The same audio material is simultaneously broadcasted as a radio work: in this, the choice of the radio transmission is both a medium and a metaphor, envisioning a flexible yet resistant and mobile engagement that extends well beyond the walls of the performance hall or broadcasting studio.
Moreover, the installation, and thus the broadcast, is additive, in that visitors to the installation will be invited to contribute to the performance by adding their voices to the mix: by following the QR code below on their mobile phones, participants are directed to a webpage where they will find both text (a count out of an ever-increasing series of numbers) and the performance directions (in simple, non-musical terms). They will then be asked to record their interpretation using any of their audio recorders on their phones and send it to a specific email address. To avoid “contamination” from spurious or faulty recordings, the files will be curated before being added to the general pool. These contributions will be played through the radios and will complement the performance broadcasted through the active speakers, creating a multi-layered, immersive, and ever-changing sound environment that develops as an experiment in cooperative, complexity-motivated musical creation.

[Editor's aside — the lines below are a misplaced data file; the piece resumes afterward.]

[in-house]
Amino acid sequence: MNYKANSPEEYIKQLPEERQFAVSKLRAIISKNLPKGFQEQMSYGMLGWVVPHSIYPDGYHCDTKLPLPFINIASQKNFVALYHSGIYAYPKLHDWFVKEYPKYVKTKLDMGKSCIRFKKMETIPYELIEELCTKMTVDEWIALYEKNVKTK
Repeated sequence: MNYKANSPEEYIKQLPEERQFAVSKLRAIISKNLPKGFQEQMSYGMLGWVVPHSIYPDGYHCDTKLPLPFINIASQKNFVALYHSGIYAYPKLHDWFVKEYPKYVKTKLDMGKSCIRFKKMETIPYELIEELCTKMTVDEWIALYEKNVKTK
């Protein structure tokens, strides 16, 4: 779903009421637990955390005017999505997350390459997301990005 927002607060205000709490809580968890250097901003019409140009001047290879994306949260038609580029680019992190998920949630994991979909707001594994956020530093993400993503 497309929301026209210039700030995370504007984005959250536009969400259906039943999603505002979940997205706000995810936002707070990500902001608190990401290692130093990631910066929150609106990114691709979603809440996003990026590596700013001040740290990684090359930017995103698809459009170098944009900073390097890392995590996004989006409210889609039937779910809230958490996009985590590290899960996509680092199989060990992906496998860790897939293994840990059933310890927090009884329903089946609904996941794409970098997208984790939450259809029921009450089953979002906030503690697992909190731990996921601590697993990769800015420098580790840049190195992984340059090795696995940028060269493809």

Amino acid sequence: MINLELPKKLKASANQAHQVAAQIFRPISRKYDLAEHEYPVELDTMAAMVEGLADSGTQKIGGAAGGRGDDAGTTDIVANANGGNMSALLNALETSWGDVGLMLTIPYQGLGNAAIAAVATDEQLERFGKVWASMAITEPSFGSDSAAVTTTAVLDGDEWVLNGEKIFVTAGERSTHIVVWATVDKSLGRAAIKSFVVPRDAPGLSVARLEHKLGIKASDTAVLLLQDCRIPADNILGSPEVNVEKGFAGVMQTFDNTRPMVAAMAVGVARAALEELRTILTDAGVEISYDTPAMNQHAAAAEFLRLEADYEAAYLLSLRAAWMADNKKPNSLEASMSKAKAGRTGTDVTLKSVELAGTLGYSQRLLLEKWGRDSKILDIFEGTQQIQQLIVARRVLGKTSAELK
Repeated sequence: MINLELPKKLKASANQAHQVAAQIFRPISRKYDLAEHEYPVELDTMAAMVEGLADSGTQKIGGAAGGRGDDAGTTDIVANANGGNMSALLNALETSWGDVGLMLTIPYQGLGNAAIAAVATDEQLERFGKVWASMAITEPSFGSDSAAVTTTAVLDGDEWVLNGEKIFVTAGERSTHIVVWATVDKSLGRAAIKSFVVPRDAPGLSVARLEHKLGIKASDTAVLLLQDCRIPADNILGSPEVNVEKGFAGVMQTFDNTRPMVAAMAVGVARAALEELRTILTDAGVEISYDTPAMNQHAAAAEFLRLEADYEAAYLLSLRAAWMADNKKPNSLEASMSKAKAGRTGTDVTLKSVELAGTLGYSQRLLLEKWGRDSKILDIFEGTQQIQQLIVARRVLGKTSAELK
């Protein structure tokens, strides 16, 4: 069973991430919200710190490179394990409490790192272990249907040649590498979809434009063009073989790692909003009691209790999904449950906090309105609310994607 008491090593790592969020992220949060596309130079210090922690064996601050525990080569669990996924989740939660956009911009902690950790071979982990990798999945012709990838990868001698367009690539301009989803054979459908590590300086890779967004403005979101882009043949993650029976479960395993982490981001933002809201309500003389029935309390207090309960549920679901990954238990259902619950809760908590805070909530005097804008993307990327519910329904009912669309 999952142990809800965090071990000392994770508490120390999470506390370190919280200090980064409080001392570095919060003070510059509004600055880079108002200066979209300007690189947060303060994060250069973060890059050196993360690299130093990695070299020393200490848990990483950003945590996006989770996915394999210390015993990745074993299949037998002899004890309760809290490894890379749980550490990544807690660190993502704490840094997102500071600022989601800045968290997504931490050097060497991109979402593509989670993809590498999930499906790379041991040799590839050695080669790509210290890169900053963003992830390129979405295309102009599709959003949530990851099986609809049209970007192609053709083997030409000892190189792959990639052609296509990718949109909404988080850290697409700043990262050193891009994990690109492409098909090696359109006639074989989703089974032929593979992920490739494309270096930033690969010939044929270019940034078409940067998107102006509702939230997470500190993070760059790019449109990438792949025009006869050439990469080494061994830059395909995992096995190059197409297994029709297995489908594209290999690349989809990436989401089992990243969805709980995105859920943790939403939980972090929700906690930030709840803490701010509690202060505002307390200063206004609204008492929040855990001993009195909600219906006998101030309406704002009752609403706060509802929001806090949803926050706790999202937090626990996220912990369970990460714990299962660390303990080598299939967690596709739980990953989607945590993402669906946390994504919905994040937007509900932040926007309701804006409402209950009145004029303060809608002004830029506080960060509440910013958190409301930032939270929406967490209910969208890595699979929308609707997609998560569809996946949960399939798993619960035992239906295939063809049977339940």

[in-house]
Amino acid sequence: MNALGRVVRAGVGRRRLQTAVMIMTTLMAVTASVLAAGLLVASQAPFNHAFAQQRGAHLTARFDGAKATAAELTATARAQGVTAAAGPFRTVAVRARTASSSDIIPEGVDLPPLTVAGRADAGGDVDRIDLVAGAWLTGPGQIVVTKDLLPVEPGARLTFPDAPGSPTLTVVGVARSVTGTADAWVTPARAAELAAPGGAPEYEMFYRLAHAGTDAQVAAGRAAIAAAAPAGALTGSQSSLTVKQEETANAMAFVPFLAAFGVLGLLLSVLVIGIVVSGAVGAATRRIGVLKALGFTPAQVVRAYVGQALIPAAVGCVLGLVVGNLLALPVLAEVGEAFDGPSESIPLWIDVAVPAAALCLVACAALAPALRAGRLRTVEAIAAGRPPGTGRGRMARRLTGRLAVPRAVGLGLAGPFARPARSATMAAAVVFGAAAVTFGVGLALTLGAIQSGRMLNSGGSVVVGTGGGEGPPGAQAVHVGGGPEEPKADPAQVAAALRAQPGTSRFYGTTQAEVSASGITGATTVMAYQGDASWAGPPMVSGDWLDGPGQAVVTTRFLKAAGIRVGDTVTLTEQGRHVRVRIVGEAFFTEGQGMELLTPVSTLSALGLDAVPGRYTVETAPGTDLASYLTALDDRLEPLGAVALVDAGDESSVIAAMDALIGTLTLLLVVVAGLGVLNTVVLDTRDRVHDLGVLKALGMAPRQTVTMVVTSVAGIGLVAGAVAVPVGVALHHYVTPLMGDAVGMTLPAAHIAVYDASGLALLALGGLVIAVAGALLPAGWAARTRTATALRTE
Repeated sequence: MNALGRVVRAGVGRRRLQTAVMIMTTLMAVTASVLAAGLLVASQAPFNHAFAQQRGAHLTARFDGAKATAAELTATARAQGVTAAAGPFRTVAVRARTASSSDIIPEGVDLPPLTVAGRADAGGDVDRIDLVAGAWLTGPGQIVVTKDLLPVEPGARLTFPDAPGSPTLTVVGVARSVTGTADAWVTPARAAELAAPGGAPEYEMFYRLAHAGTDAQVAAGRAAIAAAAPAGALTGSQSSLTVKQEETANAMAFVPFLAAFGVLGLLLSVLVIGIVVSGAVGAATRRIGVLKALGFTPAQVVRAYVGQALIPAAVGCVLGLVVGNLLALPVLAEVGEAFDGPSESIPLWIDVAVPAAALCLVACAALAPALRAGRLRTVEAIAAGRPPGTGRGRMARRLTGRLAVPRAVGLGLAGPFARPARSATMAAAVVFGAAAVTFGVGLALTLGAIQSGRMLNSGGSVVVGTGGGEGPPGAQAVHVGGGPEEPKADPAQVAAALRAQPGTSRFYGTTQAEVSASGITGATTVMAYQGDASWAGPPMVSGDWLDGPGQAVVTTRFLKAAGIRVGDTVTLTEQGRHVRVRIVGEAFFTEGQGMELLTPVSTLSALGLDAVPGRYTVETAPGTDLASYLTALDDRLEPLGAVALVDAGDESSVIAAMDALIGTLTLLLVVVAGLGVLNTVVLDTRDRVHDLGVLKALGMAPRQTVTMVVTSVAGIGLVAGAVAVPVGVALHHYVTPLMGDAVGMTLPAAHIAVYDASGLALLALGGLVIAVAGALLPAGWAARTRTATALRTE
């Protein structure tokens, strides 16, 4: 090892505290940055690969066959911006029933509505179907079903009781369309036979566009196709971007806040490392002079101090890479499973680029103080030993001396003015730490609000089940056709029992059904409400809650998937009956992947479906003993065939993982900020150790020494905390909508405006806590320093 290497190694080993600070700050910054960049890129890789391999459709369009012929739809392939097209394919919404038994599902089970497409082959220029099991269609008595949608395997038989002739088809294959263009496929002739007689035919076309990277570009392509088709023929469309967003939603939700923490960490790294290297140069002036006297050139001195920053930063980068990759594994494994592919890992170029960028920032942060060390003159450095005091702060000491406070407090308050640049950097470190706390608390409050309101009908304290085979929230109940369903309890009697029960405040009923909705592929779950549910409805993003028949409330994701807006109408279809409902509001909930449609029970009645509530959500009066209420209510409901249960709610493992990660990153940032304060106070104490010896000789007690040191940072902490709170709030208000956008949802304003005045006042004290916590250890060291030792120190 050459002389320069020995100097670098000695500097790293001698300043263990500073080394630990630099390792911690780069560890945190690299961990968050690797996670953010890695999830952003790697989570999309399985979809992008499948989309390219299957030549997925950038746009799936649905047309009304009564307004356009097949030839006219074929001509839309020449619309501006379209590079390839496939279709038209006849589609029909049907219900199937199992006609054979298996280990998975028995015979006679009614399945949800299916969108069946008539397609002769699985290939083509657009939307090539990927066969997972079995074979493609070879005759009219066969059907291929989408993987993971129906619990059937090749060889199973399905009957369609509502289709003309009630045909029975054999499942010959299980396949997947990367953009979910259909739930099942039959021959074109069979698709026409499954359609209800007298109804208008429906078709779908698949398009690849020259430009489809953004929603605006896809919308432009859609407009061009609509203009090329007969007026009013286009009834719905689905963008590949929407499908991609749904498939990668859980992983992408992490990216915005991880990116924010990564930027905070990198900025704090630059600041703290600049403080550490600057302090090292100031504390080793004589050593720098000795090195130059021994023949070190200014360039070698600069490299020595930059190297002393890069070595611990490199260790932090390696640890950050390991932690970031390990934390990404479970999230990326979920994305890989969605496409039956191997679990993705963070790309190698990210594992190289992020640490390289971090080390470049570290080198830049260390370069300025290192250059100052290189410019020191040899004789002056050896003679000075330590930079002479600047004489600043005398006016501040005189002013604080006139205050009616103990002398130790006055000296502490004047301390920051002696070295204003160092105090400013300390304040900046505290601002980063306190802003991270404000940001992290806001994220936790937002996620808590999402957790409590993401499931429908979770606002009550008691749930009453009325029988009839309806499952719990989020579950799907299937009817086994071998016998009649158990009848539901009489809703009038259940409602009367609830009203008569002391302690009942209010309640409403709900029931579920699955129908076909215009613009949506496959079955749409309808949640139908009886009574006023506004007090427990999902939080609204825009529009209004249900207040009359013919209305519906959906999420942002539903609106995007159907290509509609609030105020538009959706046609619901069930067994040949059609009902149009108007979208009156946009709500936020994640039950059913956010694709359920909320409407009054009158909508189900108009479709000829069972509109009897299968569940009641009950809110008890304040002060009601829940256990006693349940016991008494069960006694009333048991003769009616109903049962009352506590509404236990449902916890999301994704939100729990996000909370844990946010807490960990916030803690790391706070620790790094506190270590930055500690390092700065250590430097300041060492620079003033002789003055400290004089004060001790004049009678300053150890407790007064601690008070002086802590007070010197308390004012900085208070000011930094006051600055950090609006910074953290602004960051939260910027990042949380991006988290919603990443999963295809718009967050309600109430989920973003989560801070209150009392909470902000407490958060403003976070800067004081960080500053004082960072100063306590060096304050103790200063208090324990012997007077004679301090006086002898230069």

Notes on the gun barrel instruments. The project started when I learned about a Gun Buy Back program in Minneapolis called "ART IS MY WEAPON." I acquired 12 gun/rifle parts from the Pillsbury United Communities located in Northeast Minneapolis which were decommissioned by the Minneapolis Police Department. Through conducting research on the acoustics of wind instruments during the next year I started to convert them into wind instruments. This process was done step by step in close coordination with my musician collaborators to ensure the results fit within the premises of the project and in the most minimal way possible.
This decision was made to ensure the instruments would be instantly recognized for what they used to be and not lose their initial and identifying characteristics through the process.
Having grown up in an active war zone (8 years of Iran/Iraq war and Kurdish ethnic cleansing campaign for over a decade in both counties), I learned too early to be resourceful with objects we could salvage. I remember walks with my friends when we would collect bullet shells, gun parts and other parts of killing devices.